“The big defeat at the Kursk bulge was the beginning of a fatal crisis for the German army,” said Marshal Aleksandr Vasilevsky, the Soviet Chief of the General Staff. Indeed, the Red Army’s victory at Kursk ushered in lasting change to the course of the war on the Eastern Front. From that point forward, the Germans found themselves on the defensive.
As early as the winter of 1941-1942, German intelligence had noted that Stavka (Soviet High Command) was no longer making the amateurish errors in judgment and strategy that had cost the Red Army so dearly at the outset of Operation Barbarossa. Stavka had learned to acknowledge its mistakes and taken steps to correct them. By the time the Red Army launched the Uranus offensive in November 1942 that sealed the fate of the German Sixth Army at Stalingrad, it had made great strides in the capabilities and sophistication of its armored and mechanized forces.
In the wake of their great strategic victory at Kursk in July 1943, Premier Josef Stalin and Stavka had to find the most effective way for large Soviet military formations, known as fronts, to carry out offensives against the Germans. The principal goal of the Red Army at that time was the recovery of territory rather than the destruction of enemy forces. Stavka struck upon a general framework for military offensives that fit the Red Army’s unique set of circumstances and was in sharp contrast to the strategic methods used by the Germans as they swept deep into Russia in the heady days that ended abruptly with their defeat Stalingrad.
For this and other reasons, the Soviets did not strive to carry out blitzkrieg tactics in which armored columns achieved deep penetrations and sought to achieve double envelopments that would result in the destruction and capture of large number of enemy forces. Blitzkrieg warfare had certain requirements in order to succeed. First, it required tight coordination and leadership competence at all levels from army headquarters down to the platoon level. Second, it required logistics capabilities to support deep penetrations; for example, the delivery of fuel to keep the armored columns in motion. The Red Army lacked such capabilities in 1943.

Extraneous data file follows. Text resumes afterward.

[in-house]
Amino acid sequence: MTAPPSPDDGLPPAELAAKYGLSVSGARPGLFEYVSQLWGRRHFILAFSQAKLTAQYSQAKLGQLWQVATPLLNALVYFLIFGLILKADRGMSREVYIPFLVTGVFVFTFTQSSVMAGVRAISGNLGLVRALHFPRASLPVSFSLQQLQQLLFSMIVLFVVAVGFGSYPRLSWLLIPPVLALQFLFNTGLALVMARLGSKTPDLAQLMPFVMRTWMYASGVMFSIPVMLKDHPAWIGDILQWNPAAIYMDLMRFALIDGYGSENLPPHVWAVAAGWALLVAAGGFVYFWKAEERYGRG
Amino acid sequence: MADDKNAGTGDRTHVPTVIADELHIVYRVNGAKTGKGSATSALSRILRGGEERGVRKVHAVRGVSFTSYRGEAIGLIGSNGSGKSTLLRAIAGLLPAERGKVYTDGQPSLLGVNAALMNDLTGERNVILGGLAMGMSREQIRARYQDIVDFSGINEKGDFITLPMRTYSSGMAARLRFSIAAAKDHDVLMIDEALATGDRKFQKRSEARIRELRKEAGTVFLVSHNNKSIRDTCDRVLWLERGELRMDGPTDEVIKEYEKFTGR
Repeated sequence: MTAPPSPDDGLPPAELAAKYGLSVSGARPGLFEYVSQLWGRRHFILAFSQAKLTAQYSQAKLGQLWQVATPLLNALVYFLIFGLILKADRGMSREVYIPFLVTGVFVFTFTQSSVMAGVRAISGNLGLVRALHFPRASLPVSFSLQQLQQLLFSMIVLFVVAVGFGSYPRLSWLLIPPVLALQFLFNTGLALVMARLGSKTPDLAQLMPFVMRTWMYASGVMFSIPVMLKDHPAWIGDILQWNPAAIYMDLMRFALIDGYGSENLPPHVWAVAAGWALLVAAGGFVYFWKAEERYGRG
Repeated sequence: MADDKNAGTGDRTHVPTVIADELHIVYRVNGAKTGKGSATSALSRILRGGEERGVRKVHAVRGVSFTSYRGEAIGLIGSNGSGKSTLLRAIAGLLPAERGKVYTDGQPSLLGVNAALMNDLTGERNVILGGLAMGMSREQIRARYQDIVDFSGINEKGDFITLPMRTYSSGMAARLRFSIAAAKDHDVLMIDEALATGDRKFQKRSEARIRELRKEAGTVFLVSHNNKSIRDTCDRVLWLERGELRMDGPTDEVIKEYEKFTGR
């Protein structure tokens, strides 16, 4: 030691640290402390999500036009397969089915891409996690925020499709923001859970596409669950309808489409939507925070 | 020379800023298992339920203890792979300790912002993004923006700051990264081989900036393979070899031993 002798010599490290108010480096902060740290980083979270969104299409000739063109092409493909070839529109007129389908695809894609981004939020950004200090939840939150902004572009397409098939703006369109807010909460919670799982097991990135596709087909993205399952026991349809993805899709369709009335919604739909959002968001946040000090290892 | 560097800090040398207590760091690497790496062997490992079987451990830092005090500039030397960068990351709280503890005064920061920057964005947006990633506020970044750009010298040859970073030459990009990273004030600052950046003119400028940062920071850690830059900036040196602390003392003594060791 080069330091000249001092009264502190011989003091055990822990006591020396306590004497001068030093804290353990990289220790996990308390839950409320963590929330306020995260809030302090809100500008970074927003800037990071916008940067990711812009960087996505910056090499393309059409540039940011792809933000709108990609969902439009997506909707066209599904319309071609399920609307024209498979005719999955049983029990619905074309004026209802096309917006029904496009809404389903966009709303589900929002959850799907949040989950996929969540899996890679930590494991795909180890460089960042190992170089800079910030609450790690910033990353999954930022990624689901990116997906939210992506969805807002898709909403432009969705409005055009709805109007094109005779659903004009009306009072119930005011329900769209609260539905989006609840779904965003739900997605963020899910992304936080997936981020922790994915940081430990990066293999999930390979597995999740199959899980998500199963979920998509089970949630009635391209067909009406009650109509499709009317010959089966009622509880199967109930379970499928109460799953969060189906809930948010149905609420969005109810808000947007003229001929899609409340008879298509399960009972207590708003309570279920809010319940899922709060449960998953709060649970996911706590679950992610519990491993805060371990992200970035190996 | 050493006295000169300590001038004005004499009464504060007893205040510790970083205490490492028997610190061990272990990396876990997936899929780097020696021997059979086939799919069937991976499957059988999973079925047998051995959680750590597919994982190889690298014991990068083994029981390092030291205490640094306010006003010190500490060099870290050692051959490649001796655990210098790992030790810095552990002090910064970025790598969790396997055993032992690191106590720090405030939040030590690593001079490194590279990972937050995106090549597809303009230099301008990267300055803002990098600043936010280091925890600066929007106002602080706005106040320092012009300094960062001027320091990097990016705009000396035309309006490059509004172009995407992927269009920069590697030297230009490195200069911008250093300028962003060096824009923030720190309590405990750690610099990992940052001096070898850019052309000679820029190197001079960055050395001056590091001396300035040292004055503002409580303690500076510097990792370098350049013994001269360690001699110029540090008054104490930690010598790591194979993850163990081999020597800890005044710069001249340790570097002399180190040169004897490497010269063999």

Stavka, acutely aware of the deficiencies of the Red Army, instructed its senior commanders to undertake multiple thrusts of limited depth across on a broad front that could be supplied from multiple railheads. This meant that when launching an offensive, the Red Army forces did not have to concentrate as heavily as the Germans did in preparation for their offensives.
In the face of the German army’s Citadel offensive, the Red Army bided its time. The Soviet forces put in an exemplary performance on the defensive at Kursk, showing that they had become proficient in the basic tenets of defensive warfare. They not only constructed deeply echeloned defenses that blunted the German armor, but also used their mobile reserves in a skillful fashion to plug breaches in their defenses.
Stavka drew up plans for offensives that the Soviet fronts would conduct once the Germans had depleted their manpower and armored resources at Kursk. Stavka envisioned multiple offensives that would allow them to retake territory at the expense of the German army groups. “Stavka planned to conduct a general offensive on a front from Velikii Luki [in the Pskov region] to the Black Sea,” Vasilevsky said.
This time it would be the Germans who had to construct deeply echeloned defenses.
—William E. Welsh
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